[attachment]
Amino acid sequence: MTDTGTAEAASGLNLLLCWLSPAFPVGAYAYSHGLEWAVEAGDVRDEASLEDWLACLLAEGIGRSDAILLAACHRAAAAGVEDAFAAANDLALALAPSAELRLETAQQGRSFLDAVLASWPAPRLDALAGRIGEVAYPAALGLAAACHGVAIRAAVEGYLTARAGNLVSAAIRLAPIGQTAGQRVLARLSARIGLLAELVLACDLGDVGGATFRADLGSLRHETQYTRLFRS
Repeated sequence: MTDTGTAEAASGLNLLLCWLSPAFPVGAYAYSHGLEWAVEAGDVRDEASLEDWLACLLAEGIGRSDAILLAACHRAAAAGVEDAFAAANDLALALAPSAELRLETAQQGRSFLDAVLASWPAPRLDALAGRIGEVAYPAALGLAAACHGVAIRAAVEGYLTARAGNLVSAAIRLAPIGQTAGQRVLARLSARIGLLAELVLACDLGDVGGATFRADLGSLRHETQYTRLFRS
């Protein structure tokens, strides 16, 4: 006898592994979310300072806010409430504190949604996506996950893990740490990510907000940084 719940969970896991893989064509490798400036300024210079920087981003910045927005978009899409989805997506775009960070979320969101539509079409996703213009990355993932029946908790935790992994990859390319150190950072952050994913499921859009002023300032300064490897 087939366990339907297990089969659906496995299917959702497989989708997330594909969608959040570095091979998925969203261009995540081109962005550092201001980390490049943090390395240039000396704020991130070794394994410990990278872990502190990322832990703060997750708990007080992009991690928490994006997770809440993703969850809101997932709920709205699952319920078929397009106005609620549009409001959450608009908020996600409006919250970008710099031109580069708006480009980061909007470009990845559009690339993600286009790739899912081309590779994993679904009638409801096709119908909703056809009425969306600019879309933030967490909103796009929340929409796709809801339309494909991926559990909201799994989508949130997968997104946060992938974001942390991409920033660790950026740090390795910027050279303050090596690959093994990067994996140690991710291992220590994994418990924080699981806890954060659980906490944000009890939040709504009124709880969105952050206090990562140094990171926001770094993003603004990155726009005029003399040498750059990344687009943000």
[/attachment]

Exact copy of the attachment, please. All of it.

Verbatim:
Amino acid sequence: MTDTGTAEAASGLNLLLCWLSPAFPVGAYAYSHGLEWAVEAGDVRDEASLEDWLACLLAEGIGRSDAILLAACHRAAAAGVEDAFAAANDLALALAPSAELRLETAQQGRSFLDAVLASWPAPRLDALAGRIGEVAYPAALGLAAACHGVAIRAAVEGYLTARAGNLVSAAIRLAPIGQTAGQRVLARLSARIGLLAELVLACDLGDVGGATFRADLGSLRHETQYTRLFRS
Repeated sequence: MTDTGTAEAASGLNLLLCWLSPAFPVGAYAYSHGLEWAVEAGDVRDEASLEDWLACLLAEGIGRSDAILLAACHRAAAAGVEDAFAAANDLALALAPSAELRLETAQQGRSFLDAVLASWPAPRLDALAGRIGEVAYPAALGLAAACHGVAIRAAVEGYLTARAGNLVSAAIRLAPIGQTAGQRVLARLSARIGLLAELVLACDLGDVGGATFRADLGSLRHETQYTRLFRS
């Protein structure tokens, strides 16, 4: 006898592994979310300072806010409430504190949604996506996950893990740490990510907000940084 719940969970896991893989064509490798400036300024210079920087981003910045927005978009899409989805997506775009960070979320969101539509079409996703213009990355993932029946908790935790992994990859390319150190950072952050994913499921859009002023300032300064490897 087939366990339907297990089969659906496995299917959702497989989708997330594909969608959040570095091979998925969203261009995540081109962005550092201001980390490049943090390395240039000396704020991130070794394994410990990278872990502190990322832990703060997750708990007080992009991690928490994006997770809440993703969850809101997932709920709205699952319920078929397009106005609620549009409001959450608009908020996600409006919250970008710099031109580069708006480009980061909007470009990845559009690339993600286009790739899912081309590779994993679904009638409801096709119908909703056809009425969306600019879309933030967490909103796009929340929409796709809801339309494909991926559990909201799994989508949130997968997104946060992938974001942390991409920033660790950026740090390795910027050279303050090596690959093994990067994996140690991710291992220590994994418990924080699981806890954060659980906490944000009890939040709504009124709880969105952050206090990562140094990171926001770094993003603004990155726009005029003399040498750059990344687009943000």